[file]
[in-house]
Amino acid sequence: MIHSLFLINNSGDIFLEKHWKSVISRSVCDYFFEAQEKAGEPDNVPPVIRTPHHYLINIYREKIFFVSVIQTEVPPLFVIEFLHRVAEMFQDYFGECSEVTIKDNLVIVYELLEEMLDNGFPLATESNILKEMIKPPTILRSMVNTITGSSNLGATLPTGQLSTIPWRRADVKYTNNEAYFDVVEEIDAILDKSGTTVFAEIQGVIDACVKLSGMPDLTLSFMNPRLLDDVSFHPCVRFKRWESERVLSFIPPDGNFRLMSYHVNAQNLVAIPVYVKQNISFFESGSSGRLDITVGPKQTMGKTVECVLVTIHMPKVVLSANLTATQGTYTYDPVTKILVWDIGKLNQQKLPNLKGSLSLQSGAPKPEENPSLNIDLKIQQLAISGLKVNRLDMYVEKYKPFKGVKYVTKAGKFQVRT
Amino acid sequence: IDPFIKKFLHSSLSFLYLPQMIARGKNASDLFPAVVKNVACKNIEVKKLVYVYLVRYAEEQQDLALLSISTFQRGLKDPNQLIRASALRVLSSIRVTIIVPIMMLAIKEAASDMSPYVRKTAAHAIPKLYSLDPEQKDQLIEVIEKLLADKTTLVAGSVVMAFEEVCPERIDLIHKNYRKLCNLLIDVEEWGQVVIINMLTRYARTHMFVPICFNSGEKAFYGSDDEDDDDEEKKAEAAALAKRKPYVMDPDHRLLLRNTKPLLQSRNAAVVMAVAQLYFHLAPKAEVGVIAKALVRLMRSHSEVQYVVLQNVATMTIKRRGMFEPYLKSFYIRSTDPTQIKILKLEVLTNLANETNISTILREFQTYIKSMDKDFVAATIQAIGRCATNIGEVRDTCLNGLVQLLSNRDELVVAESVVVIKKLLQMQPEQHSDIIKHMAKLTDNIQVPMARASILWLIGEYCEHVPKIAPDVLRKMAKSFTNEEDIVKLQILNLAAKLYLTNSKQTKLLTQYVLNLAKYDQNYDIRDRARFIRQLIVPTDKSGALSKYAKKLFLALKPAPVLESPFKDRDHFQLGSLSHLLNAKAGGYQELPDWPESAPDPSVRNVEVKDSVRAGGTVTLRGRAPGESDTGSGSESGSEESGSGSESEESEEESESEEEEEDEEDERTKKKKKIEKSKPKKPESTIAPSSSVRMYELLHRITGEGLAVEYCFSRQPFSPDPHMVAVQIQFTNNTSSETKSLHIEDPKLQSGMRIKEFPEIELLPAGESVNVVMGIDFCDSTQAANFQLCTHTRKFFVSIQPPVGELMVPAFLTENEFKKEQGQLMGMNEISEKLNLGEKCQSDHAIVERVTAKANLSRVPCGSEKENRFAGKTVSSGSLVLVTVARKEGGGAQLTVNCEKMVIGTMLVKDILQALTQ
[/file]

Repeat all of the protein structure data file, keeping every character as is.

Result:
[in-house]
Amino acid sequence: MIHSLFLINNSGDIFLEKHWKSVISRSVCDYFFEAQEKAGEPDNVPPVIRTPHHYLINIYREKIFFVSVIQTEVPPLFVIEFLHRVAEMFQDYFGECSEVTIKDNLVIVYELLEEMLDNGFPLATESNILKEMIKPPTILRSMVNTITGSSNLGATLPTGQLSTIPWRRADVKYTNNEAYFDVVEEIDAILDKSGTTVFAEIQGVIDACVKLSGMPDLTLSFMNPRLLDDVSFHPCVRFKRWESERVLSFIPPDGNFRLMSYHVNAQNLVAIPVYVKQNISFFESGSSGRLDITVGPKQTMGKTVECVLVTIHMPKVVLSANLTATQGTYTYDPVTKILVWDIGKLNQQKLPNLKGSLSLQSGAPKPEENPSLNIDLKIQQLAISGLKVNRLDMYVEKYKPFKGVKYVTKAGKFQVRT
Amino acid sequence: IDPFIKKFLHSSLSFLYLPQMIARGKNASDLFPAVVKNVACKNIEVKKLVYVYLVRYAEEQQDLALLSISTFQRGLKDPNQLIRASALRVLSSIRVTIIVPIMMLAIKEAASDMSPYVRKTAAHAIPKLYSLDPEQKDQLIEVIEKLLADKTTLVAGSVVMAFEEVCPERIDLIHKNYRKLCNLLIDVEEWGQVVIINMLTRYARTHMFVPICFNSGEKAFYGSDDEDDDDEEKKAEAAALAKRKPYVMDPDHRLLLRNTKPLLQSRNAAVVMAVAQLYFHLAPKAEVGVIAKALVRLMRSHSEVQYVVLQNVATMTIKRRGMFEPYLKSFYIRSTDPTQIKILKLEVLTNLANETNISTILREFQTYIKSMDKDFVAATIQAIGRCATNIGEVRDTCLNGLVQLLSNRDELVVAESVVVIKKLLQMQPEQHSDIIKHMAKLTDNIQVPMARASILWLIGEYCEHVPKIAPDVLRKMAKSFTNEEDIVKLQILNLAAKLYLTNSKQTKLLTQYVLNLAKYDQNYDIRDRARFIRQLIVPTDKSGALSKYAKKLFLALKPAPVLESPFKDRDHFQLGSLSHLLNAKAGGYQELPDWPESAPDPSVRNVEVKDSVRAGGTVTLRGRAPGESDTGSGSESGSEESGSGSESEESEEESESEEEEEDEEDERTKKKKKIEKSKPKKPESTIAPSSSVRMYELLHRITGEGLAVEYCFSRQPFSPDPHMVAVQIQFTNNTSSETKSLHIEDPKLQSGMRIKEFPEIELLPAGESVNVVMGIDFCDSTQAANFQLCTHTRKFFVSIQPPVGELMVPAFLTENEFKKEQGQLMGMNEISEKLNLGEKCQSDHAIVERVTAKANLSRVPCGSEKENRFAGKTVSSGSLVLVTVARKEGGGAQLTVNCEKMVIGTMLVKDILQALTQ